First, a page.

Aquaculture for all

Could 3D printing fast-track coral restoration?

Environment Technology & equipment Coral +3 more

Coral restoration could become easier and quicker with the use of 3D printing, according to a team of reseachers from King Abdullah University of Science and Technology (KAUST)

The team developed and tested a new approach called 3D CoraPrint, which uses an ecofriendly and sustainable calcium carbonate photo-initiated ink

© Anastasia Serin, KAUST

As the technology matures, it could be used to rapidly and reliably create support structures for corals to grow on., the researchers say.

Coral reefs around the world are suffering from warming oceans and increasing pollution. Reef restoration efforts employ concrete blocks or metal frames as substrates for coral growth. The resulting restoration is slow because corals deposit their carbonate skeleton at a rate of just millimetres per year.

Charlotte Hauser and her team are exploring the use of 3D printing to speed up the process.

“Coral microfragments grow more quickly on our printed or moulded calcium carbonate surfaces that we create for them to grow on because they don’t need to build a limestone structure underneath,” said Hamed Albalawi, one of the lead authors of a new study, in a press release. In essence, the idea is to provide the corals with a head start so the reef can recover faster.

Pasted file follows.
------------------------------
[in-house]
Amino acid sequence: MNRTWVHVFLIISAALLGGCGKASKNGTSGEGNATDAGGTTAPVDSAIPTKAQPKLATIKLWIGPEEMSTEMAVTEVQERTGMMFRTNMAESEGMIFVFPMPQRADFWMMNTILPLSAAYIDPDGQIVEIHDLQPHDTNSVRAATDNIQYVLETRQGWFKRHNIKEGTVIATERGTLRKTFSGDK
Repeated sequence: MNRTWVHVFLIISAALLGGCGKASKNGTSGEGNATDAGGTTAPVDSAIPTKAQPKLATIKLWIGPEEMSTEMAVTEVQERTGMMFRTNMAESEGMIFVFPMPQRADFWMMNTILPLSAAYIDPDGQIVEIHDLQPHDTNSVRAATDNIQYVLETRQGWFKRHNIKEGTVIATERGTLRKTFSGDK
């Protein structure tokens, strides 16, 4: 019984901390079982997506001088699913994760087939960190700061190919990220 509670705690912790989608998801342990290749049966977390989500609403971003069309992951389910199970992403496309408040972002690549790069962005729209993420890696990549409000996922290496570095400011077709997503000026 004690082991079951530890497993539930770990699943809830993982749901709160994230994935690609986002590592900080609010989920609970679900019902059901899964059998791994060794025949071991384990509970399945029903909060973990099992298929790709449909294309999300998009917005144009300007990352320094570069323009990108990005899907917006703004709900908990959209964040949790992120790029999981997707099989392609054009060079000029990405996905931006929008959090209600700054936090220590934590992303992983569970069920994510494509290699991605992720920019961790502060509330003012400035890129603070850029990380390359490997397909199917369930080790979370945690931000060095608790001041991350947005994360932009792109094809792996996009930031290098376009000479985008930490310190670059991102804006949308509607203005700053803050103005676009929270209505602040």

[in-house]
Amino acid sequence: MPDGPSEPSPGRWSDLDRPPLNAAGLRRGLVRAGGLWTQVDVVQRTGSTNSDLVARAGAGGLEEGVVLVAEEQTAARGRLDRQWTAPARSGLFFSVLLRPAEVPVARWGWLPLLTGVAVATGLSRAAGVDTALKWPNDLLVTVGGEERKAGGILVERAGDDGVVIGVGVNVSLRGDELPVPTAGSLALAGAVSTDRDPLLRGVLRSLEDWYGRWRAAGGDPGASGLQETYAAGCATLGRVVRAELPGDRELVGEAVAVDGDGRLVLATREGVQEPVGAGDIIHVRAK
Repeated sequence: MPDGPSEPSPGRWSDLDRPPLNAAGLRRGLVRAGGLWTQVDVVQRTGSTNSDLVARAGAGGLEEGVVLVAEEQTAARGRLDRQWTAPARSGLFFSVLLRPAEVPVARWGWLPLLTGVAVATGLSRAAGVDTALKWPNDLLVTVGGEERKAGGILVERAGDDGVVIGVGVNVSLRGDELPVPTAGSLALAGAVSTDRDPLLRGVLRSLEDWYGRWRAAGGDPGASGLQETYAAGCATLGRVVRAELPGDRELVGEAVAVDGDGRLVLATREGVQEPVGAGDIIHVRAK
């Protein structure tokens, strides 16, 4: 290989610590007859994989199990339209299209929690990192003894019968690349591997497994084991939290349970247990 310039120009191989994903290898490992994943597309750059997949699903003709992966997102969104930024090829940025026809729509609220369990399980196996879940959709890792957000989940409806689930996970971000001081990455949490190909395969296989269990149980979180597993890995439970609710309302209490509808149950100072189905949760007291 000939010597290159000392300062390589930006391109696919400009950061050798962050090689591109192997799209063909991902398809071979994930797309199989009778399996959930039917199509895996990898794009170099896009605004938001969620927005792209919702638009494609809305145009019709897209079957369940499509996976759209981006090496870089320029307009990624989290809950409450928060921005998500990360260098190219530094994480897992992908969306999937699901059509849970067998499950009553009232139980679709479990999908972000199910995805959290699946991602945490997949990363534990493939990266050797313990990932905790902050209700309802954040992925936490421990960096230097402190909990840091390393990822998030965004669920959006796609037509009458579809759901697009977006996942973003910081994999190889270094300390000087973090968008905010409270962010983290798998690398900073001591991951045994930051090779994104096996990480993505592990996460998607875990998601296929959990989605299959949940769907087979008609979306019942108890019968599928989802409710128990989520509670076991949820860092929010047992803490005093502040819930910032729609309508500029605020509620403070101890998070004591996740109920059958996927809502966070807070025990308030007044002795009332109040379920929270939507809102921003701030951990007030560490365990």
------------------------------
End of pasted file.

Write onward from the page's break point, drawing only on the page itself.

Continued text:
The idea itself is not new. Researchers have tested several approaches to print coral support structures. However, most efforts have used synthetic materials, though work is being done to use hybrid materials. The team developed and tested a new approach called 3D CoraPrint, which uses an eco-friendly and sustainable calcium carbonate photo-initiated (CCP) ink that they also developed. Tests in aquariums have shown that CCP is nontoxic, though the researchers are planning longer-term tests.

Unlike existing approaches, which rely on passive colonisation of the printed support structure, 3D CoraPrint involves attaching coral microfragments to the printed skeleton to start the colonization process. It also incorporates two different printing methods, both of which start with a scanned model of a coral skeleton. In the first method, the model is printed, and the print is then used to cast a silicon mould. The final structure is produced by filling the mould with CCP ink. In the second method, the support structure is printed directly using the CCP ink.

The two approaches offer complementary advantages. Creating a mould means the structure can be easily and quickly reproduced, but the curing process limits the size of the mold. Direct printing is slower and lower resolution, but it allows for individual customization and the creation of larger structures.

“With 3D printing and moulds, we can get both flexibility and mimicry of what’s already going on in nature,” said Zainab Khan, the study’s other lead author. “The structure and process can be as close as possible to nature. Our goal is to facilitate that.”

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